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Unsealing the Indictment and Arraignment

On May 6, 2017, a one man grand jury indicted Jervonie Deandre Martin, (DOB: 10/23/1993), of Detroit, in connection with the shooting of a seven-year-old. Today, Judge Timothy Kenny, Chief Judge of the Wayne County Circuit Court Criminal Division, unsealed the indictment and the defendant was arraigned on three counts of Assault with Intent to Murder, one count of Discharge in or at a Building Causing Injury and one count of Felony Firearm* and received a $400,000 cash/surety bond. His next court date is the final conference on June 28, 2017 at 9:00 a.m. and the trial is scheduled for August 7, 2017 at 9:00 a.m. The defendant’s attorney is Randal Upshaw.

*The charges are allegations and defendants are presumed innocent until and unless proven guilty.

Prosecutor Kym Worthy said, “The summer months are fast approaching. I sincerely hope that this case is not a precursor of things to come. Our innocents seem more often than not to be the recipients of this senseless and ridiculous violence.”

Allegations

It is alleged that on May 1, 2017, around 10:30 p.m., multiple shots were fired into an apartment complex in the 2900 block of Monterey in the City of Detroit. One of the shots entered an apartment and struck a seven-year-old girl who was asleep inside her grandmother’s home at the time. She was taken to local hospital and received treatment for her injuries. She was recently released from the hospital and is recuperating.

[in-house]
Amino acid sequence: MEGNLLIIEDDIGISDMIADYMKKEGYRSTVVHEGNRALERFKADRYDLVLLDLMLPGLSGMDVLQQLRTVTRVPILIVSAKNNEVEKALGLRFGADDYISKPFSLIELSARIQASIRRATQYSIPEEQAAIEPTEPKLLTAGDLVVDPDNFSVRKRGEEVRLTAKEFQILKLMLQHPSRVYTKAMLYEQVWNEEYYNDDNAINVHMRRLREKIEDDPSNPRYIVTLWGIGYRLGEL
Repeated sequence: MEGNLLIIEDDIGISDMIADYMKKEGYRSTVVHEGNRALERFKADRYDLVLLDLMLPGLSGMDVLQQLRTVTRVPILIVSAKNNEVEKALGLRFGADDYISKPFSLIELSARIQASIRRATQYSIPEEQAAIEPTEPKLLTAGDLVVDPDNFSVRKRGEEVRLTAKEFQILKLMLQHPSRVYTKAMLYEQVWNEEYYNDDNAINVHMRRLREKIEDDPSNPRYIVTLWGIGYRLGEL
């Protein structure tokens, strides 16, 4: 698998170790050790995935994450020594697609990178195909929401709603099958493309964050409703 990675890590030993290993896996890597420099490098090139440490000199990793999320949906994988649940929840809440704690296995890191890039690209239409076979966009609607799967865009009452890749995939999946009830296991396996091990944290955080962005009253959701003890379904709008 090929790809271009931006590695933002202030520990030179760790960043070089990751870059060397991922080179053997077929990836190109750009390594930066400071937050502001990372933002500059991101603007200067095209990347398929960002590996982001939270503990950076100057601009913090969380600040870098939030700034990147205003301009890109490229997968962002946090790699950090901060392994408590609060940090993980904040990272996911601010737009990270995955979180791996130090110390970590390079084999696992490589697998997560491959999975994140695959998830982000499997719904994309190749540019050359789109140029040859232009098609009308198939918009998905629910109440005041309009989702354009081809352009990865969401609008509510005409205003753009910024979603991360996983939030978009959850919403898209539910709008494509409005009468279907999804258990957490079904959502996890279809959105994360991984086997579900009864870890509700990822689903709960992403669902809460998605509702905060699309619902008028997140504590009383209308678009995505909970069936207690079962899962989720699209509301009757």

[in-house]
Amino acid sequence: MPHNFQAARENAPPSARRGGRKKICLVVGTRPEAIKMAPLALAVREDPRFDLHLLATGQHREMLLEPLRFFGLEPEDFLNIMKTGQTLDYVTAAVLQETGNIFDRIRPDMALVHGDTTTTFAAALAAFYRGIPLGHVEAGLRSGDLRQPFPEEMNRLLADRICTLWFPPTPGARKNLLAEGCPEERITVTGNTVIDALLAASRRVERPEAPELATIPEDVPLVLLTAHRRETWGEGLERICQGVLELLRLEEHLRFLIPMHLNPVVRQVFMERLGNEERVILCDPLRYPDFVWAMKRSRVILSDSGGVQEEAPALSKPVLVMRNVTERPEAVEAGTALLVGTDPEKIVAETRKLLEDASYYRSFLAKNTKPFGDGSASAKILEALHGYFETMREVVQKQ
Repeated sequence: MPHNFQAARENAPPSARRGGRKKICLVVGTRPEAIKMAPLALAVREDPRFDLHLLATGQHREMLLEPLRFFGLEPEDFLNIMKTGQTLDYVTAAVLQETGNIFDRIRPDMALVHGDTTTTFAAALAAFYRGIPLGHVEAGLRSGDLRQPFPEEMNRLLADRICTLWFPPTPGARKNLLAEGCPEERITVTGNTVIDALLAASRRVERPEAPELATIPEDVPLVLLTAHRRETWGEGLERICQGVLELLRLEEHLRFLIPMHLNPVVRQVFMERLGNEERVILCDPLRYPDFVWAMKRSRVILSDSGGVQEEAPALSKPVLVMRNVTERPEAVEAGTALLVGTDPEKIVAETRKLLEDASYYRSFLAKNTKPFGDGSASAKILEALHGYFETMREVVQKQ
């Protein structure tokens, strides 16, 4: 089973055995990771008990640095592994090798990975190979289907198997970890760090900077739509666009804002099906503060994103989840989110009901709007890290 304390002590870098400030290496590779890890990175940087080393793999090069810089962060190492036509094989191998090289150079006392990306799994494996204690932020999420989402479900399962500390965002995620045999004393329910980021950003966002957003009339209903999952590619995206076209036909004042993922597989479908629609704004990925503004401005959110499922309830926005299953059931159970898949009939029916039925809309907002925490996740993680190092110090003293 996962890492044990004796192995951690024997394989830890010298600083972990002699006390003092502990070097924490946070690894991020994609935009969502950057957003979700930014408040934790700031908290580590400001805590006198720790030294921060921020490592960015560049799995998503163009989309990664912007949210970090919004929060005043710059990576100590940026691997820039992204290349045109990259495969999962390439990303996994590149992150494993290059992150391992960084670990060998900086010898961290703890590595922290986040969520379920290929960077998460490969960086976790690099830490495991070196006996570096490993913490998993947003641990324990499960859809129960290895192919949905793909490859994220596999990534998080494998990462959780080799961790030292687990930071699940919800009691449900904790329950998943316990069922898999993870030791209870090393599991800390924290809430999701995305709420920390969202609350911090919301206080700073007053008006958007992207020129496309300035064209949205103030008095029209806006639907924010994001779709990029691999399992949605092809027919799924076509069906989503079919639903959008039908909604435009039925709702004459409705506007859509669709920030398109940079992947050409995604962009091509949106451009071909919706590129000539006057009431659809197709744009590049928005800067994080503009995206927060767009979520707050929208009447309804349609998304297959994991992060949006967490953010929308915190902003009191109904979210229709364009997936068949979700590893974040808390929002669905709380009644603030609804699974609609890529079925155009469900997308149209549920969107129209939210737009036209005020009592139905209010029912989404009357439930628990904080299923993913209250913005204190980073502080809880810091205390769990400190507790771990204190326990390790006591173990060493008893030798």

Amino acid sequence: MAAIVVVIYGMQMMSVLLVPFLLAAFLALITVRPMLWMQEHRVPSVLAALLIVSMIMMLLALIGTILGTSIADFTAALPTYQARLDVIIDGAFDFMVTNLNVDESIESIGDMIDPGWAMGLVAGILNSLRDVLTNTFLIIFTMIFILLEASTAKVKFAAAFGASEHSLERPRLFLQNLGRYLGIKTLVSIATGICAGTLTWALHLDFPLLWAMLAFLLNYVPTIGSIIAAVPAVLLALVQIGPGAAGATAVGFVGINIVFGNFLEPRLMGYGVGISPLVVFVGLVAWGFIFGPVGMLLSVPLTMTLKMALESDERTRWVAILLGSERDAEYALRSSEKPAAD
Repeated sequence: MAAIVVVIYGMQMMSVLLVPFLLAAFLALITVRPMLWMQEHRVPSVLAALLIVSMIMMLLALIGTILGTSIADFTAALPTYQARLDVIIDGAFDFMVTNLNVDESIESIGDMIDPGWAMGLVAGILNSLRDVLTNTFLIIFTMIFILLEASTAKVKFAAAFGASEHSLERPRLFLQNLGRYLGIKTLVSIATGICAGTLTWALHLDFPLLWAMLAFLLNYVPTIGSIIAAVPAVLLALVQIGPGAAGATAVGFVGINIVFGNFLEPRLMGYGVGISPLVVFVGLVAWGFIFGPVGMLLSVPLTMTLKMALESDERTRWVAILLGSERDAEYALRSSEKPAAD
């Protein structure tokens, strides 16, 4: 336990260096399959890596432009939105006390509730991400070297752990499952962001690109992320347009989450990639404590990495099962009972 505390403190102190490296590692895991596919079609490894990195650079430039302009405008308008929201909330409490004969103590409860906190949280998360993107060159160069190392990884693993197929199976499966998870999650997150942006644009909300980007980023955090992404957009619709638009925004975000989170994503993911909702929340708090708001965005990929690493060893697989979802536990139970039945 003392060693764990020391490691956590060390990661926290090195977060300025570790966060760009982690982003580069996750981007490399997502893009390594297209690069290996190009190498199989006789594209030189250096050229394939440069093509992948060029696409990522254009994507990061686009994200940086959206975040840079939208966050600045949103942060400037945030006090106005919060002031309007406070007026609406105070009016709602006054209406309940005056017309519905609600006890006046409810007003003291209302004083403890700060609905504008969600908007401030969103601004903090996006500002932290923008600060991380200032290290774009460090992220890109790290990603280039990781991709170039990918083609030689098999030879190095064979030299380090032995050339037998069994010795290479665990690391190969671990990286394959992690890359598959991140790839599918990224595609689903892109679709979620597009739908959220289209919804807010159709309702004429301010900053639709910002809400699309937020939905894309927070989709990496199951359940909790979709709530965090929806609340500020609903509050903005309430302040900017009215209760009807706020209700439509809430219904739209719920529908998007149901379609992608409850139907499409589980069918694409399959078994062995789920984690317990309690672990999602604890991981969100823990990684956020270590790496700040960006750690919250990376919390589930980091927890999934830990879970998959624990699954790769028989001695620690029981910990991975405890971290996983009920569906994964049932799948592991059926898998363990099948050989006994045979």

Background Information on the One Man Grand Jury

The Petition

The Prosecutor files a petition with the circuit court alleging why there is probable cause to suspect that a crime has been committed and that a person or persons may be able to give material evidence regarding the crime or offense. (MCLA 767.4) The judge then signs an order directing that an inquiry be made relating to the formal complaint. The petition is for six months and can be renewed for an additional six months. (MCLA 767.3)

Subpoenas

When the judge issues a subpoena, the person called before the grand jury is entitled to legal counsel; no delay is permitted in appearing before the judge. All matters revealed are subject to secrecy provisions. (MCLA 767.4)

Penalties - Contempt

Witnesses neglecting or refusing to appear can be found in contempt of court. After a hearing in court, such witnesses can be fined $1,000 and/or imprisoned for up to one year. Witnesses can “purge” themselves of the contempt by offering to appear before the court. The judge may then commute or suspend the sentence. (MCLA 767.5)

Penalties - Disclosure of Proceedings

Except in cases of prosecutions for contempt or perjury against witnesses, any judge conducting the inquiry, or any prosecuting attorney and other persons admitted to such inquiry at the discretion of the judge, who disclose information from the grand jury are guilty of a misdemeanor punishable by imprisonment not more than a year or by fine not less than $100 or more than $1,000 or both. (MCLA 767.19 f).

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